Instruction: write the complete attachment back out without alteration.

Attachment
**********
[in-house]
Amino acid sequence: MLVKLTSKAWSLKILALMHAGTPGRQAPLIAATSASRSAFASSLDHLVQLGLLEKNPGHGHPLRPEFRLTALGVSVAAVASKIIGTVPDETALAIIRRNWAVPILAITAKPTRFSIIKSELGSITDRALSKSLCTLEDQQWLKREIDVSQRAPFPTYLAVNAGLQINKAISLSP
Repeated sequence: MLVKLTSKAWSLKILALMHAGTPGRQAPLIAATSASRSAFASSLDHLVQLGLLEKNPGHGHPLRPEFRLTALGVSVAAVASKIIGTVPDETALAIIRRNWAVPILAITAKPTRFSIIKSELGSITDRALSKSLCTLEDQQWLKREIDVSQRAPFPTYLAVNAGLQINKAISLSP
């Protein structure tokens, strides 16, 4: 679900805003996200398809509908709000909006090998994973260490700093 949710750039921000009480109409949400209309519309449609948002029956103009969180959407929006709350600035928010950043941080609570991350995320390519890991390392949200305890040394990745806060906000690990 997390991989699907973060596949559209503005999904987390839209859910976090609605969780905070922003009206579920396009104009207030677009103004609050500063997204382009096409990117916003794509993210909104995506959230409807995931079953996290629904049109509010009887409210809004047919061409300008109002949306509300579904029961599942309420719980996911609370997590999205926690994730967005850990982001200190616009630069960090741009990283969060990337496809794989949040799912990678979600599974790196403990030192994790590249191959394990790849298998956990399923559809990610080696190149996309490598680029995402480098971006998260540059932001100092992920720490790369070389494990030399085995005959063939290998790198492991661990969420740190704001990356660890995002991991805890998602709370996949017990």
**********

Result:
[in-house]
Amino acid sequence: MLVKLTSKAWSLKILALMHAGTPGRQAPLIAATSASRSAFASSLDHLVQLGLLEKNPGHGHPLRPEFRLTALGVSVAAVASKIIGTVPDETALAIIRRNWAVPILAITAKPTRFSIIKSELGSITDRALSKSLCTLEDQQWLKREIDVSQRAPFPTYLAVNAGLQINKAISLSP
Repeated sequence: MLVKLTSKAWSLKILALMHAGTPGRQAPLIAATSASRSAFASSLDHLVQLGLLEKNPGHGHPLRPEFRLTALGVSVAAVASKIIGTVPDETALAIIRRNWAVPILAITAKPTRFSIIKSELGSITDRALSKSLCTLEDQQWLKREIDVSQRAPFPTYLAVNAGLQINKAISLSP
């Protein structure tokens, strides 16, 4: 679900805003996200398809509908709000909006090998994973260490700093 949710750039921000009480109409949400209309519309449609948002029956103009969180959407929006709350600035928010950043941080609570991350995320390519890991390392949200305890040394990745806060906000690990 997390991989699907973060596949559209503005999904987390839209859910976090609605969780905070922003009206579920396009104009207030677009103004609050500063997204382009096409990117916003794509993210909104995506959230409807995931079953996290629904049109509010009887409210809004047919061409300008109002949306509300579904029961599942309420719980996911609370997590999205926690994730967005850990982001200190616009630069960090741009990283969060990337496809794989949040799912990678979600599974790196403990030192994790590249191959394990790849298998956990399923559809990610080696190149996309490598680029995402480098971006998260540059932001100092992920720490790369070389494990030399085995005959063939290998790198492991661990969420740190704001990356660890995002991991805890998602709370996949017990």